Prophecy and warning.   Remember the context of these verses.   Jesus is in Jerusalem during the last week of His life; this story is told, perhaps, on Monday or Tuesday of that week. He knows the rulers of the Temple are conspiring against Him, looking for some way to corner and kill Him.   Despite that, He tells this parable to both lay out what would soon happen to Him and to warn those who would do it that God’s wrath wouldn’t be denied.   Years later, the message for us is the same message Jesus gave to them:   “He will come and kill those tenants and give the vineyard to others.”

I thought God loved us.   Would He who loves us also want to kill us?   Perhaps the answer is in the question “do you believe?”

Will God kill us for our disbelief in Him?   That’s what Jesus is saying in this parable.   The free gift of eternal life is available to ALL mankind.   All races, both sexes (even Bruce Jenner), all nationalities, all religions:   if you believe that Jesus is the Son of God, that He and only He has the power to forgive your sins, and that His death on the cross paid for those since once and for all, then you are saved.   There’s nothing more to it than that; there’s nothing more for you to do.   God’s grace is a free gift and done for you by Him.

Reject it at your own eternal peril.   That’s what Jesus says in verse 9.   The second death – the death of the spirit – is eternal separation from God, who cannot allow unholiness into His presence.   Rejecting Jesus means rejecting His covering holiness, His once for all sacrifice to the Holy Father.   That leads to death, both eventual physical death and, much worse, the death of the spirit.   It’s what He was warning His accusers about.

As an aspiring vintner (as well as aspiring writer) I like that Jesus uses the analogy of a vineyard to paint His prophetic picture.   But it isn’t for love of wine that He says what He says.   He says it for love of you, me, and even those long ago priests who were looking for an opportunity to kill Him.

Lord, I believe in You, that only You can save me.

Read Mark 12, verses 1-12

Practical Proverbial, from Mark, 10 November 2015

Jesus replied, “I will ask you one question. Answer me, and I will tell you by what authority I am doing these things. John’s baptism—was it from heaven, or of human origin? Tell me!” They discussed it among themselves and said, “If we say, ‘From heaven,’ he will ask, ‘Then why didn’t you believe him?’ But if we say, ‘Of human origin’ …” (They feared the people, for everyone held that John really was a prophet.) So they answered Jesus, “We don’t know.” Jesus said, “Neither will I tell you by what authority I am doing these things.” Mark 11, verses 29-33.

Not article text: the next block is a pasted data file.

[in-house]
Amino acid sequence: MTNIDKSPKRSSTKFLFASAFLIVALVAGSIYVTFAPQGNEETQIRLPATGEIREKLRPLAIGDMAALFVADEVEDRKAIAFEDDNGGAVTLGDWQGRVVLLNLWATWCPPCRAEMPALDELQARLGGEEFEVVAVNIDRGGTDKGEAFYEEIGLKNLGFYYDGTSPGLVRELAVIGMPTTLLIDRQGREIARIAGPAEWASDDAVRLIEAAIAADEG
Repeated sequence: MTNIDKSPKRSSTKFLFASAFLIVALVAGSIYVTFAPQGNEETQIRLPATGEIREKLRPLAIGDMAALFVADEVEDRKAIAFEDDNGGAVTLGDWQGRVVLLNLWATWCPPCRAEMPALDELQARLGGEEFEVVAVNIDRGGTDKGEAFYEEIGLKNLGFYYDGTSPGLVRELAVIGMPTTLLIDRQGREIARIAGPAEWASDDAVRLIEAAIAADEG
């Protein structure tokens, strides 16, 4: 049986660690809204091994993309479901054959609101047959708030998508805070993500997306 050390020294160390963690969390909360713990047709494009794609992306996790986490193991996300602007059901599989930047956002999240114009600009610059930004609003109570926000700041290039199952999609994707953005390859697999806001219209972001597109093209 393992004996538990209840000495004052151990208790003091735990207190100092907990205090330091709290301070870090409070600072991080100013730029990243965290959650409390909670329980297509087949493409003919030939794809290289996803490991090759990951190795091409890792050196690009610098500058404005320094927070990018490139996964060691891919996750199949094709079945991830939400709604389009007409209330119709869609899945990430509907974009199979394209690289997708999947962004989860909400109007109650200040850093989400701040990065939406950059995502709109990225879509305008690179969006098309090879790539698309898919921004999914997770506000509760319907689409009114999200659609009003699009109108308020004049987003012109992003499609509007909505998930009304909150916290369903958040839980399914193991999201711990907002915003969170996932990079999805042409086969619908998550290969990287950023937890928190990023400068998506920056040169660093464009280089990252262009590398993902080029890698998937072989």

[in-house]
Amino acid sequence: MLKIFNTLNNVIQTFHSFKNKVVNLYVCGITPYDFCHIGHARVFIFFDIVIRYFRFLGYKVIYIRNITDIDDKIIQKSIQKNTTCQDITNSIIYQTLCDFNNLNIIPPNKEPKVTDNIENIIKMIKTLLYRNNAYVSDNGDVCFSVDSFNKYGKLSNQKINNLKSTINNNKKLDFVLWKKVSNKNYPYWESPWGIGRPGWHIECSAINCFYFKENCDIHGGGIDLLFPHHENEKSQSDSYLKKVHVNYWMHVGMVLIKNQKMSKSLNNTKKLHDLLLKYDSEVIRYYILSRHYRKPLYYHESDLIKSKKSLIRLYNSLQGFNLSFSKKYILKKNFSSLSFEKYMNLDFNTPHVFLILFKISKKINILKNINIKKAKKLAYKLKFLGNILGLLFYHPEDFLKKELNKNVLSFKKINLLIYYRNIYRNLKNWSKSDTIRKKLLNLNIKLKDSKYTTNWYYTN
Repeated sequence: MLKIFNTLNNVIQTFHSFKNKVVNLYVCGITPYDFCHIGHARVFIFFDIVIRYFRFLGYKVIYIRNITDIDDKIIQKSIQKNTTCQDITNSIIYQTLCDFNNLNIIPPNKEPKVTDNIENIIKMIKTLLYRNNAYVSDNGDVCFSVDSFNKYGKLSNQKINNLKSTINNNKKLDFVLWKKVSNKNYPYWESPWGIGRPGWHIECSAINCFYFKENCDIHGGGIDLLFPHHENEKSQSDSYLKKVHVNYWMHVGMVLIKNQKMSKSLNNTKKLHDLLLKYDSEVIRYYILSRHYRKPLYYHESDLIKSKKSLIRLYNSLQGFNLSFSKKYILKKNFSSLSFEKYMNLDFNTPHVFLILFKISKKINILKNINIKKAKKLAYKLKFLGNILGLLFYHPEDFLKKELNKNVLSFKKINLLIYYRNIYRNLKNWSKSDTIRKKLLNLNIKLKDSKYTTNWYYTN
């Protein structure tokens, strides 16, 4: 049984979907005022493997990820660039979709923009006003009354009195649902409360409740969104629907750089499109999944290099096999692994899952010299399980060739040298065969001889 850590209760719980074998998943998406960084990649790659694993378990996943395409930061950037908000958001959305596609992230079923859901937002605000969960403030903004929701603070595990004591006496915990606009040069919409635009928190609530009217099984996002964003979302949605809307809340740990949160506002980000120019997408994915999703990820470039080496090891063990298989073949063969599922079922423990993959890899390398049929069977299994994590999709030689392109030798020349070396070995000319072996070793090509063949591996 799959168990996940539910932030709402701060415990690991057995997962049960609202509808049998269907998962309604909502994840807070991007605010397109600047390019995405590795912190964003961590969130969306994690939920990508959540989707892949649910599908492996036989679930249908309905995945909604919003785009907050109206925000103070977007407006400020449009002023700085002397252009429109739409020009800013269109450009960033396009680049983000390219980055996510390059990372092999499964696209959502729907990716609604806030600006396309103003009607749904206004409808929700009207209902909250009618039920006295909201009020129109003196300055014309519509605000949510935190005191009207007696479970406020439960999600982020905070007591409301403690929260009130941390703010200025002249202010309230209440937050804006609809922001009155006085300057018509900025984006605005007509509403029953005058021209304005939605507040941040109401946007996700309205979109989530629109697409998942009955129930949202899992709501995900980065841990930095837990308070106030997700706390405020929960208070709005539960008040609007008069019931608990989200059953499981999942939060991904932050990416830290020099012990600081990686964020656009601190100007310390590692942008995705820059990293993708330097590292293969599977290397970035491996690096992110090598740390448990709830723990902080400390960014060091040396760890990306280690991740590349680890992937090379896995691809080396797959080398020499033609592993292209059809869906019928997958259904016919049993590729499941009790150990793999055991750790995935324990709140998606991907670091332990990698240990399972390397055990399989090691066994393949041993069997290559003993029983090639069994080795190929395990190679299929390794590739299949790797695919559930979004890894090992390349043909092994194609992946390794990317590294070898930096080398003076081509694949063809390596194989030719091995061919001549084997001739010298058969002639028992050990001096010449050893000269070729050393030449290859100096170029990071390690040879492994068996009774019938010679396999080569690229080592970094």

Jesus isn’t being evasive here.   If you think so, re-read the verses a few times.   I believe you’ll see that he’s actually trying to offer yet another life-line.

Consider that Jesus knows the score when He has this exchange with the chief priests.   He knows they’re trying to set Him up. He knows they’re plotting to murder Him.   He knows what’s going to happen at the end of the week, on Good Friday.   Yet, even at this late date, instead of smashing the priests into little bits of priestly mush, He offers them yet another chance to submit to His love and justice. Jesus asks them a question instead of pointing out their wrong-doing. He poses an issue to them, hoping to stir their hearts and minds one more time.

Has He ever done that to you?   I can’t tell you how many times in every day that it happens to me, whether it’s my petty judgmentalisms, or my arrogance and pride, or the lust in my eyes, or the anger that is all too often my go-to reaction. When those times come, I deserve to be smacked down by the Almighty, to have Him put me in my place.   That’s what a human god would do; that’s what Allah would do; that’s what people do to each other.

Instead, Jesus speaks through my conscience, through the moments in the day, and poses to me yet again the questions I need to be asked.   I know it is the voice of God because it doesn’t lead me into further sins, or into tough times without there being a light at the end of them.   The life-lines He throws to us are designed to pull us back, to tug us out of the quicksand instead of letting us choose to sink further.   It’s usually quiet, unassuming, speaking words in my conscience, trying to keep me on the straight and narrow. Do I listen?   No, not always; thanks be to God for His patience with me.

And consider this, too:   Jesus knows the score with you and me right now.   Those sins you and I want to deny we ever did?   Jesus knows about them. The junk we hold onto that we know we shouldn’t?   Jesus knows about it. The hopes and dreams that haven’t come to pass?   He knows them.   Despite all of our crap, Jesus comes to us anyway and asks us that same question:   do you believe in Me? Believing in Him isn’t carte blanche for misbehavior:   it’s carte blanche entry into eternity when we don’t deserve it.   He offered that same free pass to the chief priests yet they passed it by. We should not do the same.

Lord, help me to always listen to Your words, to follow where You guide me.   Thank You for throwing life-lines to me, your grace being the gift I don’t deserve but am so very thankful for.

Read Mark 12, verses 1-12